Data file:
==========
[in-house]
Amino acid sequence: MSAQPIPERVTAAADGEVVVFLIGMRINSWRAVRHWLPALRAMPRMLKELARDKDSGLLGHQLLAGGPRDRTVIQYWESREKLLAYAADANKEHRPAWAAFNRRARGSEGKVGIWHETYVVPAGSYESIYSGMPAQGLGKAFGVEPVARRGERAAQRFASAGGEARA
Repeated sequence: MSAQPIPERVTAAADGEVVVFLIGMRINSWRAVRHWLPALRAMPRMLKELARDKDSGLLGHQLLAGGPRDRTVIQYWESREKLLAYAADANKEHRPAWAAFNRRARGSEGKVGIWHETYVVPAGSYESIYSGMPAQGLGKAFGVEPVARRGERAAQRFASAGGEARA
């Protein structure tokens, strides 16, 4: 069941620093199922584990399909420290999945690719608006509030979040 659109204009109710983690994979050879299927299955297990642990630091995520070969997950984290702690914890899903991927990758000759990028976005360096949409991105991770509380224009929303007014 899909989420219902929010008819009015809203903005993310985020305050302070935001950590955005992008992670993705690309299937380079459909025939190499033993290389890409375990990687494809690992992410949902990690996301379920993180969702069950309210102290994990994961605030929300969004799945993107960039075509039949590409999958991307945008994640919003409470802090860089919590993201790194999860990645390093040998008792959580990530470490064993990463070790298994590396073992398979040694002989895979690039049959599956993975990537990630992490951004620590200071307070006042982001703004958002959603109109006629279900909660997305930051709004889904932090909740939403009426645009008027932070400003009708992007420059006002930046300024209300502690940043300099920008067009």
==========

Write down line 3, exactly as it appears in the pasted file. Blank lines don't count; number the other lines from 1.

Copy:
Repeated sequence: MSAQPIPERVTAAADGEVVVFLIGMRINSWRAVRHWLPALRAMPRMLKELARDKDSGLLGHQLLAGGPRDRTVIQYWESREKLLAYAADANKEHRPAWAAFNRRARGSEGKVGIWHETYVVPAGSYESIYSGMPAQGLGKAFGVEPVARRGERAAQRFASAGGEARA